Dr. Ludwig Vorgrimler (September 7, 1912 – February 23, 1983) is the man most commonly associated with the design of the Spanish roller-delayed CETME rifle, and its prolific offspring from the German gunmaker Heckler & Koch such as the G3 and MP5.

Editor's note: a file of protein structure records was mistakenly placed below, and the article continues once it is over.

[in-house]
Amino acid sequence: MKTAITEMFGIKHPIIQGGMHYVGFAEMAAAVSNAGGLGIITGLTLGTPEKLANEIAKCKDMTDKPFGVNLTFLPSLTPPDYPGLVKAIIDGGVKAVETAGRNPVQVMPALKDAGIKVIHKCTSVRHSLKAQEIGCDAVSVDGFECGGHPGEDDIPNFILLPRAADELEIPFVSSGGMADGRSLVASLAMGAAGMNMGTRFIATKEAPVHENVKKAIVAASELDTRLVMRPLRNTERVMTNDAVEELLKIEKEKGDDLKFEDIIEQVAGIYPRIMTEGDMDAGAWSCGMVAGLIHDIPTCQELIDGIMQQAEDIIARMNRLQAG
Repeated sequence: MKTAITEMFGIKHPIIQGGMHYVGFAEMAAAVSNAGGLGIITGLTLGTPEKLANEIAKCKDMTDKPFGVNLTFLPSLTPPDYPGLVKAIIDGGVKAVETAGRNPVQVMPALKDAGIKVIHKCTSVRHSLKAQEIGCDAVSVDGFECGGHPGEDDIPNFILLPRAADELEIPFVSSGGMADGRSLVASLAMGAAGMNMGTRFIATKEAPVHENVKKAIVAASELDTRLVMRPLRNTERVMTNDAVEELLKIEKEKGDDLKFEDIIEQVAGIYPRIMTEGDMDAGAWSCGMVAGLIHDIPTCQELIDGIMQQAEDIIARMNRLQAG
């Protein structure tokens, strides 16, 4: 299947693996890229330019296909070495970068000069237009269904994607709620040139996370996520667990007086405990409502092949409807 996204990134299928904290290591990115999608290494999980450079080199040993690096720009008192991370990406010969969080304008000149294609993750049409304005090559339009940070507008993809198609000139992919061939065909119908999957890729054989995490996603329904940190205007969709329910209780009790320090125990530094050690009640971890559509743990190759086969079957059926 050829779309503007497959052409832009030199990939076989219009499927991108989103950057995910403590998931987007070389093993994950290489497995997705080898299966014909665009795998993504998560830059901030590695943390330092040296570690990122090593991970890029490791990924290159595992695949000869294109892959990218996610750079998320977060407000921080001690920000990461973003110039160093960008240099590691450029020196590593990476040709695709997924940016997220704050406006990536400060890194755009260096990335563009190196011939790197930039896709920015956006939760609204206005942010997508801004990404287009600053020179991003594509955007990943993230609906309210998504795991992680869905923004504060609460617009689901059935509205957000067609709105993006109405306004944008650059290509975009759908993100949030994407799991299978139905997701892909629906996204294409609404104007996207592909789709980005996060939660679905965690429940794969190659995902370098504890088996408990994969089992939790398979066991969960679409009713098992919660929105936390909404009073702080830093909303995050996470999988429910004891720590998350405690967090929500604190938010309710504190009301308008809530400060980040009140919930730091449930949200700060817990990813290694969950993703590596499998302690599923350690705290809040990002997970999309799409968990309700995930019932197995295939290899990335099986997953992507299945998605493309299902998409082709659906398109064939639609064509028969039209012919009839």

Born in Freiburg, Germany, Vorgrimler worked as an engineer for several arms manufacturers over his long career. He briefly worked for the Krupp factory from January to November, 1936. From there, he was recruited by Ott von Lossnitzer, the director of Mauser Werke's Weapons Research Institute and Weapons Development Group. Vorgrimler remained with Mauser until August 1945. He was ultimately assigned to Department 37, which was responsible for military small arms up to 15 mm in caliber. Vorgrimler eventually led the sub-department in charge of aircraft weapon construction. By January 1944, Vorgrimler was ordered to design a heavy machinegun using the roller-delayed blowback operating system then under development for military rifles. In response, Vorgrimler attempted to convert the gas-operated roller-locked MG215 to the roller-delayed system. Work was not completed by the end of the Second World War. Vorgrimler would later claim that he participated in the development of the MG45, a conversion of the roller-locked MG42 to roller-delayed operation.